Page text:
If Proudhon’s philosophy of progress can be summed up in just a few words, it would be this: things grow and things decay, and things grow again elsewhere. State decay, community decay, cultural decay, economic decay so on and forth – this is the necessary movement for state growth, community growth, cultural growth, economic growth, etc. etc. It will, however, never run backwards: what has inevitability decayed will never return in its original form.
The baton of productivity has been officially passed to Edmund Berger. He’s on fire this week.
One of the common critiques of U/ACC is that it doesn’t deal sufficiently with the question of collapse, that its assumptions align with the most Promethean of moderns in that it envisions, on the ‘other side’ of technoeconomic take-off, unending wealth, prosperity, and orgiastic delirium. Nothing could be further from the truth (except perhaps the last one, though the delirium in mind is hardly that of bourgeois decadence). Sites of techno-economic intensity will doubtlessly be characterized by self-reinforcing growth, which – until it hits the transcendental wall of hard singularity – will bleed through society in the form of higher standards of living, health, and happiness. But things decay, and growth elsewhere. The interior cost of this techno-economic feedback will be the consolidation of the human agent into the gears of the urban machine, but the exterior costs will be something completely different: ruin.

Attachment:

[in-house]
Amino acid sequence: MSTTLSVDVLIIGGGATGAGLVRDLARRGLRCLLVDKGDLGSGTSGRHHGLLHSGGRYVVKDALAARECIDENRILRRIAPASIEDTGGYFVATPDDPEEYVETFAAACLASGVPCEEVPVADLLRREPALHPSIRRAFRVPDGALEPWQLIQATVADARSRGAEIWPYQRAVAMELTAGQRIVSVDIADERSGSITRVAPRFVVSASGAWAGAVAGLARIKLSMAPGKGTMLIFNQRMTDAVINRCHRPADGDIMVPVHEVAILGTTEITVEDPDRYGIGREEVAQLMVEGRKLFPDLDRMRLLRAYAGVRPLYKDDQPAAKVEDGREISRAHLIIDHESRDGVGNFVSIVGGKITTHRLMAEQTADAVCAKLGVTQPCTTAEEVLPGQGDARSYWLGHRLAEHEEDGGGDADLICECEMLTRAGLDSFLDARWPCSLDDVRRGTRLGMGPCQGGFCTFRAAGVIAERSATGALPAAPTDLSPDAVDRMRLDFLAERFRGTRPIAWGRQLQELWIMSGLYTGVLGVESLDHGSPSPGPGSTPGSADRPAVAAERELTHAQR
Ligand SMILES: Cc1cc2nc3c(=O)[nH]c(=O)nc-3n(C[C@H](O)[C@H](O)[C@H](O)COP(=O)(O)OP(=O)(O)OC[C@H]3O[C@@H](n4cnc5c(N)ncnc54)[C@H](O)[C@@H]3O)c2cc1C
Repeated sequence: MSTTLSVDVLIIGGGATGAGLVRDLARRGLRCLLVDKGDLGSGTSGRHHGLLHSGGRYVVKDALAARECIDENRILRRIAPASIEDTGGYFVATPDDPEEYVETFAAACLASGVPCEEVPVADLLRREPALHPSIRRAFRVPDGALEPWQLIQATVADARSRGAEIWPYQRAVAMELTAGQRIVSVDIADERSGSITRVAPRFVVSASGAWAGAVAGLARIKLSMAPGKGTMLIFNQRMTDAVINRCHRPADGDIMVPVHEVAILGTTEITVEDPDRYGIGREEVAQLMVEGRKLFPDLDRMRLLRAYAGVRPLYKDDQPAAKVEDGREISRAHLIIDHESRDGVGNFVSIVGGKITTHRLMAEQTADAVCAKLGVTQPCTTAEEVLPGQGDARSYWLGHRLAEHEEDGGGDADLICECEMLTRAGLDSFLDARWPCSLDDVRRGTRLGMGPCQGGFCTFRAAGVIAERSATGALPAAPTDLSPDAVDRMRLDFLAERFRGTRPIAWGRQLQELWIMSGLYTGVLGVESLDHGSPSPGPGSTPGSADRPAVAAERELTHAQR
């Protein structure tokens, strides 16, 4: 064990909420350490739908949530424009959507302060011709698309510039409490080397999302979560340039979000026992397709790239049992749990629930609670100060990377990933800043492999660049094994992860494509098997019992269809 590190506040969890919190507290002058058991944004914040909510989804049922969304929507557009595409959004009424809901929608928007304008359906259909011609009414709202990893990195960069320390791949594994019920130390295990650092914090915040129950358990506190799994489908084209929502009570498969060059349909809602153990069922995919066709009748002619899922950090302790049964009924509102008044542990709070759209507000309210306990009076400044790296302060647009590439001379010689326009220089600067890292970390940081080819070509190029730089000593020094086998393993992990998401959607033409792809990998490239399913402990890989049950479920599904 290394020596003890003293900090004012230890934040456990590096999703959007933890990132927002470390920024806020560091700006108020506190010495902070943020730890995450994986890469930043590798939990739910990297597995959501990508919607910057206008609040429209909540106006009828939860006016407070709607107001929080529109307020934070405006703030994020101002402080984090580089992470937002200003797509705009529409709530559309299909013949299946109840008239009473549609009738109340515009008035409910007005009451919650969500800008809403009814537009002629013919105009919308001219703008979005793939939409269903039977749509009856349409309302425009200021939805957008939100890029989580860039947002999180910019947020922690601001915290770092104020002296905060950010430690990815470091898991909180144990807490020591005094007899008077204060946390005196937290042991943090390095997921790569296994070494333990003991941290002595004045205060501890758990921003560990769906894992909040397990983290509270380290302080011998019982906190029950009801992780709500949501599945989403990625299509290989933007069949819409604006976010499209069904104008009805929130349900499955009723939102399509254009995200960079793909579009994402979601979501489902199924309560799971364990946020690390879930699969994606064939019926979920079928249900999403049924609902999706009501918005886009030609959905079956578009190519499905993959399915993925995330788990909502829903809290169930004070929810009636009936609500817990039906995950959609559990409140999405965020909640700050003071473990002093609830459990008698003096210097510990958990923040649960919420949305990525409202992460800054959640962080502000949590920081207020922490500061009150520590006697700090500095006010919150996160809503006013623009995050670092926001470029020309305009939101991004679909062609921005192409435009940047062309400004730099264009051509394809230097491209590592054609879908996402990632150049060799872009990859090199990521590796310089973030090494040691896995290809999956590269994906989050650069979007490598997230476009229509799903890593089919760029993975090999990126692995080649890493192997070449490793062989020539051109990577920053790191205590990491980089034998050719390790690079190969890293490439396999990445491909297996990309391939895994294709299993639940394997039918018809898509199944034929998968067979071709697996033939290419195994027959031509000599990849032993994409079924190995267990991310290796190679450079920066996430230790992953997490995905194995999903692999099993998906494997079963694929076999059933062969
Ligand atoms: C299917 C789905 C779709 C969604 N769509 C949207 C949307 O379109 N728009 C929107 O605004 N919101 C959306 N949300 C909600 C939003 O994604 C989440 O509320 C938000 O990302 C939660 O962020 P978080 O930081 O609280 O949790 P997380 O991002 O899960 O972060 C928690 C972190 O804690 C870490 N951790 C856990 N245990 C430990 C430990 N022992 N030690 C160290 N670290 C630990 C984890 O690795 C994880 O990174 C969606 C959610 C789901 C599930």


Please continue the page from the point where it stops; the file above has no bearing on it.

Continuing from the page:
I have lots of thoughts on this but I’ll save them for the follow-up proper to “State Decay“. I don’t feel like I can write it fast enough at the moment. It’s getting longer and longer but I’m very excited about it. We’ll be moving from Kant and Bataille to Deleuze, Blanchot and Emily Brontë.
(I’m hoping the more I tease it in these in-between posts, the more I’ll force myself to actually finish it before I run out of steam with it. Unfortunately, that’s still likely to a few weeks off. The immediate future promises something a bit different, perhaps. I’m heading for the exit tomorrow morning, leaving the UK for the first time in what feels like (and might very well be) two years, to spend the next five days in Budapest. I didn’t pick the destination — it’s somewhere my partner has wanted to go for a long time. However, having since learnt that it is “the capital of caves“, you can rest assured this holiday will provide some blog fuel.)
@meta_nomad picked up a similar thread, via Michel Serres, on the timeline: